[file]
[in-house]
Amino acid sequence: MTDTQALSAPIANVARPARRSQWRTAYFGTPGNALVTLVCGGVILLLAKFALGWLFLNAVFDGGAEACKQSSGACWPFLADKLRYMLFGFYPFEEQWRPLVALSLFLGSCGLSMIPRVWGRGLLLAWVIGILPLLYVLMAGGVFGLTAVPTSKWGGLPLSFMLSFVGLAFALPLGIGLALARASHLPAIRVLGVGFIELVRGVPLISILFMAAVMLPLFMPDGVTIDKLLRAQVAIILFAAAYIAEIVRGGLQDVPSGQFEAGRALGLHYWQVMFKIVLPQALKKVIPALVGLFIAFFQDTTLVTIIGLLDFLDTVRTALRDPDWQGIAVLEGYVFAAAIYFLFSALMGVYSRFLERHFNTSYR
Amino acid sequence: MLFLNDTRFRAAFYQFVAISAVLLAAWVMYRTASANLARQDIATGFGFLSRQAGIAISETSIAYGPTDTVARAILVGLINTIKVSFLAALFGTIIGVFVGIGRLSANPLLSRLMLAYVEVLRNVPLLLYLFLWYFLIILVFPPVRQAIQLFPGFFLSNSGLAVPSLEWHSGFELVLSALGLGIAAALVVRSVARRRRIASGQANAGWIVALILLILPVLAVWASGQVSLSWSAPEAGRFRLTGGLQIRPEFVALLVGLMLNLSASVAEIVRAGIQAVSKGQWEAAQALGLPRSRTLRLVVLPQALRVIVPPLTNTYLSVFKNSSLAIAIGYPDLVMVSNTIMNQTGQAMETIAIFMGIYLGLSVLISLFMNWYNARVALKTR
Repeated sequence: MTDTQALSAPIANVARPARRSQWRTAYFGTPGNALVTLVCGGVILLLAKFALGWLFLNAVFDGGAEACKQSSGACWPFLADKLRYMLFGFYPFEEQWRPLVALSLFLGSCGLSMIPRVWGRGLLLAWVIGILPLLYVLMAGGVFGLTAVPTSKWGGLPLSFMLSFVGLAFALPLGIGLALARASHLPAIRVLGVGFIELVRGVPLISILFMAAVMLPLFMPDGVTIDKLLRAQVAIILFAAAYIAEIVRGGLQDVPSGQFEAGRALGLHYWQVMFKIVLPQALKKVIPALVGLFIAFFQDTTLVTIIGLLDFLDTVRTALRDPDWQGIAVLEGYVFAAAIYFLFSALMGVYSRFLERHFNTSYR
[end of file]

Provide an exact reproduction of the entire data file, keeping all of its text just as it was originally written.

[in-house]
Amino acid sequence: MTDTQALSAPIANVARPARRSQWRTAYFGTPGNALVTLVCGGVILLLAKFALGWLFLNAVFDGGAEACKQSSGACWPFLADKLRYMLFGFYPFEEQWRPLVALSLFLGSCGLSMIPRVWGRGLLLAWVIGILPLLYVLMAGGVFGLTAVPTSKWGGLPLSFMLSFVGLAFALPLGIGLALARASHLPAIRVLGVGFIELVRGVPLISILFMAAVMLPLFMPDGVTIDKLLRAQVAIILFAAAYIAEIVRGGLQDVPSGQFEAGRALGLHYWQVMFKIVLPQALKKVIPALVGLFIAFFQDTTLVTIIGLLDFLDTVRTALRDPDWQGIAVLEGYVFAAAIYFLFSALMGVYSRFLERHFNTSYR
Amino acid sequence: MLFLNDTRFRAAFYQFVAISAVLLAAWVMYRTASANLARQDIATGFGFLSRQAGIAISETSIAYGPTDTVARAILVGLINTIKVSFLAALFGTIIGVFVGIGRLSANPLLSRLMLAYVEVLRNVPLLLYLFLWYFLIILVFPPVRQAIQLFPGFFLSNSGLAVPSLEWHSGFELVLSALGLGIAAALVVRSVARRRRIASGQANAGWIVALILLILPVLAVWASGQVSLSWSAPEAGRFRLTGGLQIRPEFVALLVGLMLNLSASVAEIVRAGIQAVSKGQWEAAQALGLPRSRTLRLVVLPQALRVIVPPLTNTYLSVFKNSSLAIAIGYPDLVMVSNTIMNQTGQAMETIAIFMGIYLGLSVLISLFMNWYNARVALKTR
Repeated sequence: MTDTQALSAPIANVARPARRSQWRTAYFGTPGNALVTLVCGGVILLLAKFALGWLFLNAVFDGGAEACKQSSGACWPFLADKLRYMLFGFYPFEEQWRPLVALSLFLGSCGLSMIPRVWGRGLLLAWVIGILPLLYVLMAGGVFGLTAVPTSKWGGLPLSFMLSFVGLAFALPLGIGLALARASHLPAIRVLGVGFIELVRGVPLISILFMAAVMLPLFMPDGVTIDKLLRAQVAIILFAAAYIAEIVRGGLQDVPSGQFEAGRALGLHYWQVMFKIVLPQALKKVIPALVGLFIAFFQDTTLVTIIGLLDFLDTVRTALRDPDWQGIAVLEGYVFAAAIYFLFSALMGVYSRFLERHFNTSYR